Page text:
Virtually historic 

Encarta Africana
edited by Henry Louis Gates and Kwame Anthony Appiah
Microsoft, CD-ROM, $69.95

Multiculturalism has gone multimedia. Encarta Africana, an interactive CD-ROM encyclopedia recently released by Microsoft, documents much of the African diaspora, both past and present.

With eye-catching graphics and more than 5,500 articles, photos, videos, audio clips and maps, it offers more than a travelogue or checklist of natural wonders and humanity’s accomplishment. In addition, it has interactive maps and links — users can take virtual tours to exotic locations such as Havana, the ruins at Medinet Habu in Egypt, and Paris, France, where great jazz artists and writer James Baldwin took refuge from American racism prevalent in the 1960s.

It’s a comprehensive compilation, and yet, in the midst of its initial brisk sales, controversy looms over Microsoft’s first multicultural CD-ROM.

Developed by Harvard scholar Henry Louis Gates and his academic associate, Kwame Anthony Appiah, Encarta Africana has come under fire from critics who feel the two-disc set excludes vital information about the very audience it strives to reach: mainstream contemporary African-Americans.

Some critics suggest Encarta Africana pays too little attention to prominent blacks from countries outside the United States, and only skims the surface concerning the impact of blacks on mainstream popular culture. Who, they ask, would have known about Elvis had he not picked up the musical styles of black church and blues musicians? And where would the Rolling Stones have been without the influence of great musicians such as Slim Harpo?

Black academic reviewer William Kyle is the producer and host of "Urban Express," a New York-based radio program-in-development which is dedicated to highlighting multicultural literary issues. No matter how aesthetically pleasing or educationally enticing the interactive encyclopedia is, he takes Africana’s development to task on philosophical and cultural grounds.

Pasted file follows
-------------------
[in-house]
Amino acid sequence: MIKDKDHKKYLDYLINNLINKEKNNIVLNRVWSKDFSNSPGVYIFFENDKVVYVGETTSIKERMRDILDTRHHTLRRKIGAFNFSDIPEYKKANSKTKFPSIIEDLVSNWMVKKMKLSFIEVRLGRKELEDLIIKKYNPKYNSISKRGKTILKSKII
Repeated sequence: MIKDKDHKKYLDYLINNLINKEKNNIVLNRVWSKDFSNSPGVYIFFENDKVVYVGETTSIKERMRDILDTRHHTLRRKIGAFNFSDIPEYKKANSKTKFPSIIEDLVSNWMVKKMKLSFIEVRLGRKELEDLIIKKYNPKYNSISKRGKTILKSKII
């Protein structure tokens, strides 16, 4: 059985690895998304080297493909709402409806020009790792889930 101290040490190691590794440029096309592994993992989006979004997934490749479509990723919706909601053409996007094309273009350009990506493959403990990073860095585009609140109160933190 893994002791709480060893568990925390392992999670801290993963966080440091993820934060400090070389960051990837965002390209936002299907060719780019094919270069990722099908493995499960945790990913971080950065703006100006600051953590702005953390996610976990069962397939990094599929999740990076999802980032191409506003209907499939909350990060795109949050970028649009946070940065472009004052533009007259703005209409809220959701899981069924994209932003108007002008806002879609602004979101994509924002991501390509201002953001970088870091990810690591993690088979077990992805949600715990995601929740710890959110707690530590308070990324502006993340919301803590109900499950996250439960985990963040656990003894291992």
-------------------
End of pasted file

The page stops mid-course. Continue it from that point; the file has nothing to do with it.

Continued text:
"There is a certain phoniness in the compilation concept," says Kyle. "It’s pretending to be everything about black culture, but of course it’s not.

"Additionally, Gates has now placed himself in the ironic position of re-enacting what he has criticized — the hypercanonization of works when you cannot include everything," says Kyle.

In the past, Gates has voiced his opposition to an academic canon in which some works and individuals are given more importance than others.

On one hand, Gates and Appiah were clearly trying to be as inclusive as possible with this project. For them, it was more than a creative outlet or a natural extension of their already impressive careers. Rather, it was a mission of historical documentation and a passion to fulfill the legacy of their predecessors.

In 1909, W.E.B. DuBois, a pre-eminent scholar and the first black person to earn a Ph.D. at Harvard, had the idea of an encyclopedia Africana. It would be a complete compilation of information about Africa, its people and history, from the earliest records of civilization to contemporary society.